Your Google+ Local Page Will Be Indexed

If you use Google Places for Business, don’t worry – you can still access your page and dashboard as you normally would. However, the consumer face of your Google Place now shows up in the context of a Google+ Local page.

Google Places pages were not indexed, but Google+ Local pages will be – which means the opportunities for you to use SEO have just grown exponentially. If you’ve ignored that element of marketing online in the past, you truly can’t afford to do so now.

A Last Word About Google+ Local (For Now)

This new action by Google is an amazing opportunity for every business owner to develop better and stronger interactions with their customers and become social in one central place – but it also demands that you learn how to really use Google+ so you can work it to your advantage. The more you absorb and utilize the ins and outs of this development, the more your business will thrive.

Online marketing is crucial to the life of your business – don’t resist this shift. But we want to know: How do you feel about the shift from Google Places to Google+? Are you overwhelmed with yet another social media duty or excited about the opportunities that lie ahead?


Need help? We do this stuff!


Getting Found Means Creating LOTS of Quality Content

Content Matters

Getting your website found is a constant struggle for many companies. 

And employing search engine optimization (SEO) practices was traditionally the answer.  

But these days traditional SEO is not enough.

Today, having a substantial amount of quality content under your domain is just as important.  

Quite simply, when it comes to driving traffic to your website, content volume matters

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Google Plus Pages Are Here…Now What?

Dear Spark Blog Readers,

Here are some quick answers to questions you have had about the newly introduced Google Plus Pages for Business.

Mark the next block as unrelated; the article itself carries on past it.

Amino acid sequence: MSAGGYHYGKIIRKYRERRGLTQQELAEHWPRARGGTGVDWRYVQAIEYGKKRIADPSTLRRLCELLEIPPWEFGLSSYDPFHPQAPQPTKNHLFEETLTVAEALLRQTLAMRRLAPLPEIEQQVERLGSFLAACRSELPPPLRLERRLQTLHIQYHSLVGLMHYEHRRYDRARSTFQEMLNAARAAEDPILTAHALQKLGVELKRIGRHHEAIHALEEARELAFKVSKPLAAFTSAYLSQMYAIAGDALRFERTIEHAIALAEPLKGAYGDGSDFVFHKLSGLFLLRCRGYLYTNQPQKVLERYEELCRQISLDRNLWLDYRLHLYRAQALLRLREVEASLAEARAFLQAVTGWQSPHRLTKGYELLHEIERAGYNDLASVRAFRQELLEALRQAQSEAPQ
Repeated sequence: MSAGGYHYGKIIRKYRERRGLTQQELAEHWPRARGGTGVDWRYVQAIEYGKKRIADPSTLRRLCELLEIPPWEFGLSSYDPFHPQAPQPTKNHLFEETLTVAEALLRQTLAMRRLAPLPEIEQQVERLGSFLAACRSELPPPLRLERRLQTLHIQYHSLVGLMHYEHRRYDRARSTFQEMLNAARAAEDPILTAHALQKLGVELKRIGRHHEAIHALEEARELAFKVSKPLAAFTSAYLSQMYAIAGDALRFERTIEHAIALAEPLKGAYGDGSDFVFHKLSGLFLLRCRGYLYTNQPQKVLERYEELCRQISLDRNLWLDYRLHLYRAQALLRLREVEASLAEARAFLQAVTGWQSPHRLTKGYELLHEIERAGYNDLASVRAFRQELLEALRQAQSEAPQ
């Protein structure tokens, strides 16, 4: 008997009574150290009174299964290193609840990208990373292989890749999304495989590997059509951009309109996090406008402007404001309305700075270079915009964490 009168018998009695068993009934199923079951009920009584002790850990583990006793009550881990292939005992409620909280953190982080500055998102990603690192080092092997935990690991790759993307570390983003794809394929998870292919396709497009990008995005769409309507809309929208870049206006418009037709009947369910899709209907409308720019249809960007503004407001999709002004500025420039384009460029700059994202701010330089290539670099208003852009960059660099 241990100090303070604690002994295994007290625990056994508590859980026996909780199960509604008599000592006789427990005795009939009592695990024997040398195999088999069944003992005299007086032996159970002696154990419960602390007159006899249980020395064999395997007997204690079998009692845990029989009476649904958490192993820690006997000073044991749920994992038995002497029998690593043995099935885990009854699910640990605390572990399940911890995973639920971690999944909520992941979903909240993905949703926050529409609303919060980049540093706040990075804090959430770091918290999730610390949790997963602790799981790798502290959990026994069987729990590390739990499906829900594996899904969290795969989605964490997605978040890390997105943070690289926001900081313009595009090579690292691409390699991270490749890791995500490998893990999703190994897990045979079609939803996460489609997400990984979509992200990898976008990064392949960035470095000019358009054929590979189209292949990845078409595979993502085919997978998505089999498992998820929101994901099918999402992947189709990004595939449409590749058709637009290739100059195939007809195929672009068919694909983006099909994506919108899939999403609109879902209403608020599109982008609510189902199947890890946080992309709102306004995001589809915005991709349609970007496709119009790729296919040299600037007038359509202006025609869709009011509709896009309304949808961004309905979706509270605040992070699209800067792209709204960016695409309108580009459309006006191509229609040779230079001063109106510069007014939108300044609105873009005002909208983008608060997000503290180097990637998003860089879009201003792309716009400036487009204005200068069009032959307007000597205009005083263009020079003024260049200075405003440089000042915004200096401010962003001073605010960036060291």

What are Google Plus Pages?

As you may know, the Google Plus platform is Google’s answer to Facebook. It’s Google’s social network. Google Plus Pages are Google’s answer to Facebook Fan Pages. Bottom Line: They’re social pages for your business. 

Google +1 for Business

How Do I Create a Google Plus Page?

It’s pretty easy. You need to have a Google account first. Once you do that just go to Google Plus Pages and start the process.

Is Google Plus Pages Better than Facebook Pages?

The reason why you have a Facebook Page is to promote your business and connect with people who may like your brand, right? In that way, Google Plus Pages are the same as Facebook. The difference is that Facebook has over 700 million registered users. At this time, Google Plus has only has about 40 million. But it’s growing quickly.

Google Plus Pages do have one big advantage over Facebook, it’s on the Google platform and therefore have a direct line to Google Search. Does this mean that content you publish on Google Plus Pages will help you get found more easily? Too early to tell.

But remember Google is an advertising company, so you know they would like to keep you on a Google property where they can show you advertising instead of sending you off to some website.

What Are the Features of Google Plus Pages?


Have you ever wanted to share something on Facebook but didn’t want ALL your Friends to see it? In Facebook, this is difficult to control.

Google Plus makes it easy to control with Circles. Cirles allows you set up different groups of friends and contacts into different circles. If you want send a message to only one group, no problem, Google Plus Pages allows you to specify which Circles to send it to.

Circles has interesting applications for business too. For example, you can segment customers by type or geography or how recently they bought something from you. You could even use it for customer support by creating a Circle called Recent Complaints. The possibilities are endless!


Hangouts are virtual meeting places. As long as you have the Google voice and video plugin, you can set up impromptu or planned virtual meetings by inviting people in your Circles.

Again the applications for business here are great. Meetings, webinars, customer support. And over time, Google will be adding new features like screensharing, Google Docs integration and Whiteboarding that will make things very interesting. And it’s free!

Watch out Go to Meeting!

How Can I Use Google Plus Pages for Marketing?